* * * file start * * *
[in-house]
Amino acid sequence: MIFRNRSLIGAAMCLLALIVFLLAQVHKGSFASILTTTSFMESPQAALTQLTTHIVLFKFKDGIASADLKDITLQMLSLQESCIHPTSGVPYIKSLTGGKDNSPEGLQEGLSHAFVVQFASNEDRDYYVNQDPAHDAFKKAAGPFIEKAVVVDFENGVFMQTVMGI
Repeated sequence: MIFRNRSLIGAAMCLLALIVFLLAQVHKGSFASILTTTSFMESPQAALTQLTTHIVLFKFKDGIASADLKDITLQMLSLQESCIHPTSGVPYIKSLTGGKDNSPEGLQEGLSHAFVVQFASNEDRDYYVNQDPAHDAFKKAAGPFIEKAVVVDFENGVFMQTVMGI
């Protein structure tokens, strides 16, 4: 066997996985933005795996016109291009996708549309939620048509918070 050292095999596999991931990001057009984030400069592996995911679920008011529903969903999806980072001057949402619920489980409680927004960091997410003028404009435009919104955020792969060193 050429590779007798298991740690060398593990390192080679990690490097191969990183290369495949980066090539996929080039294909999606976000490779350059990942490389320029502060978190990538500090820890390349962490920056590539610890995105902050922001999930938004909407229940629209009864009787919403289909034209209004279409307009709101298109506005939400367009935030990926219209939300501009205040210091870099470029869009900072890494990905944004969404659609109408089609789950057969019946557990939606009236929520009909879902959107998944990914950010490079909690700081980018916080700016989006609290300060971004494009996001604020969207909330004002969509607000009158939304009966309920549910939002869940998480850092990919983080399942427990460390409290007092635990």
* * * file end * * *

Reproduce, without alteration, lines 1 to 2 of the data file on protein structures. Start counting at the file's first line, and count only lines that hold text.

[in-house]
Amino acid sequence: MIFRNRSLIGAAMCLLALIVFLLAQVHKGSFASILTTTSFMESPQAALTQLTTHIVLFKFKDGIASADLKDITLQMLSLQESCIHPTSGVPYIKSLTGGKDNSPEGLQEGLSHAFVVQFASNEDRDYYVNQDPAHDAFKKAAGPFIEKAVVVDFENGVFMQTVMGI